B.K. Mukherjea, J.
1. This is an appeal on behalf of the plaintiff and the suit was one for recovery of arrears of rent due in respect of a tenure which is described as a putni tenure for the period commencing with Chaitra kist of 1340 B.S. and ending with the Aswin kist of 1342 B.S. There were ten defendants in the suit and out of them defendant 10 did not appear or contest the proceeding. The defence of the other defendants was substantially of a two-fold character. It was contended in the first place that defendants 1 to 8 having executed a conveyance in respect of their 2/3rds share in the tenure in favour of defendant 9 on 29th Chaitra 1340 B.S. were not liable for rent for the period in suit. The other contention raised was that as defendant 9 subsequently purchased the tenure at a rent sale in the beginning of the year 1342 B.S. the claim for rent of that year for -which defendant 9 alone was responsible, was improperly joined with the claim for the earlier year, and the suit was bad for inisjoinder of parties and causes of action. The trial Court overruled the first contention and held that as the tenure in dispute was a putni tenure, the transfer of a share in the same by defendants 1 to 8, which was not recognized by the landlord did not absolve them from their liability to pay rent. The trial Judge however gave effect to the second contention and dismissed the plaintiff's claim so far as it related to the arrears of rent for the year 1342 B.S. The result was that the suit was decreed as against defendants 1 to 8 and 10 only in respect of the rent due from Chaitra 1340 to the end of 1341 B.S. Against this decision there was an appeal taken by defendants 1 to 8 to the lower Appellate Court. The learned District Judge who heard the appeal came to the conclusion that the potta did not create a putni tenure within the meaning of Regn. 8 of 1819 but an ordinary permanent tenure, and consequently the liability of defendants 1 to 8 ceased as soon as they executed a kobala in respect of their share in favour of defendant 9. In this view of the case, the lower Appellate Court dismissed the suit of the plaintiff as against defendants 1 to 8. It is against this decision that the present second appeal has been preferred.
2. Dr. Paul who appears in support of the appeal has raised two points for our consideration. In the first place he has invited us to hold that the construction put upon the potta (Ex. 2) by the lower Appellate Court is wrong, and on a proper interpretation of the document it should be held that the tenure was really a putni within the meaning of Regn. 8 of 1819. In the second place he has argued that, in any view of the case, there should be a decree against defendant 9 who was admittedly the transferee of the share of defendants 1 to 8 from Chaitra 1340 B.S. Now, so far as the first point is concerned, the document undoubtedly purports to a putni potta, but the lessor leased out not only his interest as a fractional proprietor of certain mouzahs hut certain jote rights also which were within the ambit of the said mouzas. The rent that is reserved by the potta is an aggregate rental for both the rights and there is no attempt to separate this any where in the document. Dr. Pal has argue before us that the so called jote lands might have originally been raiyati holdings within the estate, but after they were purchased by the proprietor they were held by him in his capacity as proprietor under the provisions of Section 22, Ben. Ten. Act, and consequently it was open to him to create a putni in respect of these lands. The contention so far as it goes is undoubtedly sound, but we do not find any materials: here upon which we can hold that these jote lands really became khas lands of the proprietor under the provisions of Section 22, Ben. Ten. Act. This question is really a question of fact and has not been investigated by either of the Courts below and it is difficult for us sitting in second appeal to give effect to this contention and hold; without any evidence whatsoever that although these lands were described as jote lands they were in reality the khas lands of the proprietor. In these circumstances we are unable to give effect to the conten-tion of Dr. Pal and we must accept the interpretation that has been put upon the document by the lower Appellate Court as correct.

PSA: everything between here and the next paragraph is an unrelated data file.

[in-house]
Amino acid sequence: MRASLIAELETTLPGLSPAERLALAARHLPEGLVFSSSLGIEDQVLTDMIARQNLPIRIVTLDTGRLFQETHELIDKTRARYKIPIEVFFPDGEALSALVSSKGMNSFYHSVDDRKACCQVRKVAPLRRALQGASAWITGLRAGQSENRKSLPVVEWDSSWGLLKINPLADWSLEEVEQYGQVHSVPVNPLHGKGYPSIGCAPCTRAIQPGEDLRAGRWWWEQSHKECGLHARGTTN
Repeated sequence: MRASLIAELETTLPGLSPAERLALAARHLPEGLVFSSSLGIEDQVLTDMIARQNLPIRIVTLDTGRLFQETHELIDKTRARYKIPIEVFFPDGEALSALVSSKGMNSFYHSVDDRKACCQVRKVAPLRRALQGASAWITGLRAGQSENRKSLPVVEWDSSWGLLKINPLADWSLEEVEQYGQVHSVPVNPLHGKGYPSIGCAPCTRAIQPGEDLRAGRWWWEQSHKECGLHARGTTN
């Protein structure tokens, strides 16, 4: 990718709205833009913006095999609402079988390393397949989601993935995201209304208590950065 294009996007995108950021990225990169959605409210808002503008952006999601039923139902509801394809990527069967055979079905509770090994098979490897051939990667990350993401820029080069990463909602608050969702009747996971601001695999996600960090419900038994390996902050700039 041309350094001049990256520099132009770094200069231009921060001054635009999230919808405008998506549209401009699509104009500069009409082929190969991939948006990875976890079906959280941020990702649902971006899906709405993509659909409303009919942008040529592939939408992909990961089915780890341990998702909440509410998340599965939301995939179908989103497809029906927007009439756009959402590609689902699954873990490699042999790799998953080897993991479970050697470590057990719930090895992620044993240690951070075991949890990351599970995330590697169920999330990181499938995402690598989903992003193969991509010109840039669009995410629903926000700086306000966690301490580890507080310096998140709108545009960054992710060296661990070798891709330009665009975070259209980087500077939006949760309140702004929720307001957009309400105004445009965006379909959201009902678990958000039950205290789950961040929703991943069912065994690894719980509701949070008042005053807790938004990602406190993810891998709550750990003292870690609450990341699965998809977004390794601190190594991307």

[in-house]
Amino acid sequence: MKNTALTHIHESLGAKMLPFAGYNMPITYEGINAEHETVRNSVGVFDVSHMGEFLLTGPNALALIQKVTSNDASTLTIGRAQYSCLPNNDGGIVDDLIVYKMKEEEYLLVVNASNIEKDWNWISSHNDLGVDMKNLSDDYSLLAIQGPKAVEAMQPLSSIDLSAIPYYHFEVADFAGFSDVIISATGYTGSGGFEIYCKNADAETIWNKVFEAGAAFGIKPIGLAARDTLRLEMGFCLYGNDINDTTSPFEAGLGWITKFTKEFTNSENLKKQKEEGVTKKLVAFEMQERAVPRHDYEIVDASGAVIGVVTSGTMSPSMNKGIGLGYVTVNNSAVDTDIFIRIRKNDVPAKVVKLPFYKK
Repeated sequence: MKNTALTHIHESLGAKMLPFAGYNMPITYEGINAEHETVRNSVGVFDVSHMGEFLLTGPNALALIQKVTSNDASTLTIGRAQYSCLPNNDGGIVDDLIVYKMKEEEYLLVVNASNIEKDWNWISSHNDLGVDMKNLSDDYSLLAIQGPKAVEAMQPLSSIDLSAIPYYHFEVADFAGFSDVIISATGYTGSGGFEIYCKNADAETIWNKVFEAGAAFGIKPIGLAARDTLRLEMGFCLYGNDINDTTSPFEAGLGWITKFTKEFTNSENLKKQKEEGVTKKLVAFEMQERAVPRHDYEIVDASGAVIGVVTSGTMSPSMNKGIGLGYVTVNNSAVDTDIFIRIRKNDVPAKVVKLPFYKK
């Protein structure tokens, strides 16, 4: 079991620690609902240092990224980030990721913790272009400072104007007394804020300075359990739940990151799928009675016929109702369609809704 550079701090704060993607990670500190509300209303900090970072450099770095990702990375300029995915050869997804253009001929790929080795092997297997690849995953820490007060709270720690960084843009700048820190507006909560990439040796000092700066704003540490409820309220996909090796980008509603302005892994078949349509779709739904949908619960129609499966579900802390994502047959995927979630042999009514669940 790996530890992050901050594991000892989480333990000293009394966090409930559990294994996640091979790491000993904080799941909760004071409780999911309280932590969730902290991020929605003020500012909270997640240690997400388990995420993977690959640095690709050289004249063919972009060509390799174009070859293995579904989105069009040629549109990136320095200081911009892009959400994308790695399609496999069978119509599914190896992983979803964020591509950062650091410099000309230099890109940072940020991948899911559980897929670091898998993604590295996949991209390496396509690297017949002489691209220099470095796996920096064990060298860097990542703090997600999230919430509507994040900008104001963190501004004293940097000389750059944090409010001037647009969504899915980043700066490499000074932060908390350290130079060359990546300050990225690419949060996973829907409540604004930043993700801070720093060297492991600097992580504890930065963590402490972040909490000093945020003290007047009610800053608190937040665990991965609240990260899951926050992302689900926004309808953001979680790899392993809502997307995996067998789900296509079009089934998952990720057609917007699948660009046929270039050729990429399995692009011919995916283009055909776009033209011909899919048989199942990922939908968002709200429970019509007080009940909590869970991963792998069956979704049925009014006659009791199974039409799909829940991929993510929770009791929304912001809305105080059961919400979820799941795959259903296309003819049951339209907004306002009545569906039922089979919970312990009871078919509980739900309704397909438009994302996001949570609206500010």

3. As regards the second point of Dr. Pal there is this difficulty in his way, namely that the question was not raised before the lower Appellate Court and his client did not prefer any appeal or cross objection against the trial Court's decision which dismissed the suit as against defendant 9. Even in the memorandum of appeal to this Court this point was not taken as one of his grounds of appeal and it seems to us that his client never wanted a decree against defendant 9 and his attempt throughout was to make defendants 1 to 8 liable for the rent of this period. In these circumstances we do not think it proper to give him any relief under Order 41, Rule 33, Civil P.C. The result is that the appeal fails and it is dismissed. We make no order as to costs. I desire to make it clear that this decision would not in any way affect the right of defendant 10 to get contribution from defendant 9 if he is otherwise entitled to it under law.
4. I agree.